But what about the argument that the definition and purposes of sex have changed and therefore we need reinterpret the scriptural admonitions regarding sex before marriage?  Let me say that I am all for this understanding of cultures and faithful contextualization.  The Bible was written within the Ancient Near Eastern context and where scripture is speaking specifically to that culture we need to interpret it for ours today: this is what I often call faithful contextualization.  However, I believe when we do this for marriage and sexual intercourse we do not arrive at a place that allows for moral pre-marital sex.  This requires a much lengthier discussion to do it justice so I will post this at another time.

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About Kevin

I am figuring out life and faith and taking other people along with me on my journey. Sometimes as fellow travelers, sometimes as hostages.
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3 Responses to Christian Sexual Ethics: Is sex moral when as long as they are monongamous/committed/in love…?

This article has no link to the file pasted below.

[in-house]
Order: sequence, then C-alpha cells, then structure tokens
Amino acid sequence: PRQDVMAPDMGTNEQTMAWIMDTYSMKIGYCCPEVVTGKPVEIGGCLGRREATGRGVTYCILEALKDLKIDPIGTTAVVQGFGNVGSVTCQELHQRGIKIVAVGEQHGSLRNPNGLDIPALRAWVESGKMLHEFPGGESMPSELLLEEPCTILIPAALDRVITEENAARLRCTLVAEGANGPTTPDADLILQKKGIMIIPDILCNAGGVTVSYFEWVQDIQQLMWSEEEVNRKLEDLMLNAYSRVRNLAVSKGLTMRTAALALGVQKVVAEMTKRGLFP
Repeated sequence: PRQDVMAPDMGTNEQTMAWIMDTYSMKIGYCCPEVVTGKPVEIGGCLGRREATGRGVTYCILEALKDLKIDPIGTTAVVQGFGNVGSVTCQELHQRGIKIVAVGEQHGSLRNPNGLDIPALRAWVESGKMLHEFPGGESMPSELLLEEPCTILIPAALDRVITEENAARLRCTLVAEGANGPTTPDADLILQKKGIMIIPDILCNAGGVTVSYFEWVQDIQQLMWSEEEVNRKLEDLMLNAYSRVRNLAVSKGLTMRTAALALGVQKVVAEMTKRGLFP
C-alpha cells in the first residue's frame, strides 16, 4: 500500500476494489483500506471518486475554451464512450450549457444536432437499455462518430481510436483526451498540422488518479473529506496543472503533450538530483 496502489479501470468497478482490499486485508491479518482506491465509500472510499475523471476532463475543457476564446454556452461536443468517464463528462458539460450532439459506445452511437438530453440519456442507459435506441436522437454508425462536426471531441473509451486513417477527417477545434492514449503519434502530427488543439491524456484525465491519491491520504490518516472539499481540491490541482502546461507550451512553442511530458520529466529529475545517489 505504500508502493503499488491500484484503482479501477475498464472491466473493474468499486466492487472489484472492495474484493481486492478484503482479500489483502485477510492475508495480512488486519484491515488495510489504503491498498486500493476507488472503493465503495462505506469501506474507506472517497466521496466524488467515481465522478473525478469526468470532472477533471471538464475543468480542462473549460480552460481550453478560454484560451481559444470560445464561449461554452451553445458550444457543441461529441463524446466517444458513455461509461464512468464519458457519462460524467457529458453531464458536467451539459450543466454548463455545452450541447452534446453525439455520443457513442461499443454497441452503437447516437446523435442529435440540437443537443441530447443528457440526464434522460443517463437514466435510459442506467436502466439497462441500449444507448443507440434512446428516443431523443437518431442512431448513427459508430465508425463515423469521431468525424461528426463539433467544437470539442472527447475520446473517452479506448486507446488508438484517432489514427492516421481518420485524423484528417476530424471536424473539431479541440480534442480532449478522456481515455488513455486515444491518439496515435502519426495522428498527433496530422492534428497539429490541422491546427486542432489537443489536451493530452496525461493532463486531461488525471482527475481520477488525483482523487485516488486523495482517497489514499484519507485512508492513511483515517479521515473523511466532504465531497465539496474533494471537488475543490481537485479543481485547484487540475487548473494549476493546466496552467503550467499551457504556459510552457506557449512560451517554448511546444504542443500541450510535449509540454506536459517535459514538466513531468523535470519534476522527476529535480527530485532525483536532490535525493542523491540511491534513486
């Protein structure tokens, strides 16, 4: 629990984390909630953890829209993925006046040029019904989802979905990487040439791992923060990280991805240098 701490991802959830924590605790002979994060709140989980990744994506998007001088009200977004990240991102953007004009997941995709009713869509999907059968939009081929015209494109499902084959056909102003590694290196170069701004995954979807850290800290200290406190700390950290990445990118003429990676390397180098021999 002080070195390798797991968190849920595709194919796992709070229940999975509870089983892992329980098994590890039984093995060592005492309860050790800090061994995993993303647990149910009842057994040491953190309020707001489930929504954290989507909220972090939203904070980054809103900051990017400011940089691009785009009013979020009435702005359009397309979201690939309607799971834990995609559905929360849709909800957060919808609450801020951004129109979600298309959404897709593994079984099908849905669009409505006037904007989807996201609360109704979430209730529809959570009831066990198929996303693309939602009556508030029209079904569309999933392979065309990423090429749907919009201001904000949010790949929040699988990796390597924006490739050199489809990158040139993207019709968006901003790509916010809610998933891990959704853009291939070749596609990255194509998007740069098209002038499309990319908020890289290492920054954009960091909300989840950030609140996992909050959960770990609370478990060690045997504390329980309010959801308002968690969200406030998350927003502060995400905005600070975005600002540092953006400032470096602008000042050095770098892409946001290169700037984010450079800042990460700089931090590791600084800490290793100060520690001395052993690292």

1. Chelle Martin says:

    Kevin,
    I understand your point. However, my fiance and I, who are intimate with each other, do put God first. We have discussed marriage but want to get married in a church surrounded by a few close relatives of his. Why we haven’t yet is lack of funds as we wish to cover the cost of the celebration ourselves. I myself have no family, I was raised in various foster homes.

    The reason for our premarital intimacy is due to my medical condition. I don’t have much time left before the condition affecting my reproductive organs will require removal. Why not harvest your eggs? We looked into that, however with the initial cost of $100K, that’s simply not possible. Although we aren’t starving, most of our money is put into bills and even with a side business of several different ventures, money is tight.

    We both want a child, maybe two if we happen to have twins (they’re way overdue on his side). We could just run down to the courthouse and have a quickie marriage but that’s not what we want. We pray that God will forgive us, show understanding and compassion and provide us the means to no longer be living in sin. However those prayers have yet to be answered.

  2. Heather says:

    You say in the end of this post that you will later discuss the faithful contextualization of the Bible regarding sexual intimacy before marriage. Do you end up writing that piece? If so, where can I find it?

    • Kevin says:

      Heather, sorry for just getting back to this. I don’t think I ended up writing that piece but I probably should do a follow up as my thoughts on this issue have changed a lot.